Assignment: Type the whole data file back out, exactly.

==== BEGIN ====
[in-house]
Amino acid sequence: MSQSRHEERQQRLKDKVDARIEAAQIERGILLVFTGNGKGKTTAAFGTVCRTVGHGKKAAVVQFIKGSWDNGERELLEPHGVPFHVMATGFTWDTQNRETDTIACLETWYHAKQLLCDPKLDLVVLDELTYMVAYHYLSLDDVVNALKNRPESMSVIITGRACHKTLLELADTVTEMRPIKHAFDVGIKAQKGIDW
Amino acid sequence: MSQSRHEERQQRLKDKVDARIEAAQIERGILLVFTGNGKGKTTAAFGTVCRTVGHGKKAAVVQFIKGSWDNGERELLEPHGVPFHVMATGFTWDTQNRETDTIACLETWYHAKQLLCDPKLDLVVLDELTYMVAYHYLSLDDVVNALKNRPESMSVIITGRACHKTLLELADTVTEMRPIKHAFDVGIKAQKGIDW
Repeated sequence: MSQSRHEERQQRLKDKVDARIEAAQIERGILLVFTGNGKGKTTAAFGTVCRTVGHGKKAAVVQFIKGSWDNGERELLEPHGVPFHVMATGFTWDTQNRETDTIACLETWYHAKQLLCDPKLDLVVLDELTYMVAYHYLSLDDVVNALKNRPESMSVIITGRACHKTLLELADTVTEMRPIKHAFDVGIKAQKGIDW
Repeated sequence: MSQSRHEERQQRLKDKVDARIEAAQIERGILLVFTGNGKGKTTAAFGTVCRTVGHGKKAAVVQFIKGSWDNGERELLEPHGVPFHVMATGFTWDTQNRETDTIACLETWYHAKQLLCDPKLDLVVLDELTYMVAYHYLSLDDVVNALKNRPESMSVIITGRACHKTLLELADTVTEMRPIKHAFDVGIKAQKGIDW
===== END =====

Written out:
[in-house]
Amino acid sequence: MSQSRHEERQQRLKDKVDARIEAAQIERGILLVFTGNGKGKTTAAFGTVCRTVGHGKKAAVVQFIKGSWDNGERELLEPHGVPFHVMATGFTWDTQNRETDTIACLETWYHAKQLLCDPKLDLVVLDELTYMVAYHYLSLDDVVNALKNRPESMSVIITGRACHKTLLELADTVTEMRPIKHAFDVGIKAQKGIDW
Amino acid sequence: MSQSRHEERQQRLKDKVDARIEAAQIERGILLVFTGNGKGKTTAAFGTVCRTVGHGKKAAVVQFIKGSWDNGERELLEPHGVPFHVMATGFTWDTQNRETDTIACLETWYHAKQLLCDPKLDLVVLDELTYMVAYHYLSLDDVVNALKNRPESMSVIITGRACHKTLLELADTVTEMRPIKHAFDVGIKAQKGIDW
Repeated sequence: MSQSRHEERQQRLKDKVDARIEAAQIERGILLVFTGNGKGKTTAAFGTVCRTVGHGKKAAVVQFIKGSWDNGERELLEPHGVPFHVMATGFTWDTQNRETDTIACLETWYHAKQLLCDPKLDLVVLDELTYMVAYHYLSLDDVVNALKNRPESMSVIITGRACHKTLLELADTVTEMRPIKHAFDVGIKAQKGIDW
Repeated sequence: MSQSRHEERQQRLKDKVDARIEAAQIERGILLVFTGNGKGKTTAAFGTVCRTVGHGKKAAVVQFIKGSWDNGERELLEPHGVPFHVMATGFTWDTQNRETDTIACLETWYHAKQLLCDPKLDLVVLDELTYMVAYHYLSLDDVVNALKNRPESMSVIITGRACHKTLLELADTVTEMRPIKHAFDVGIKAQKGIDW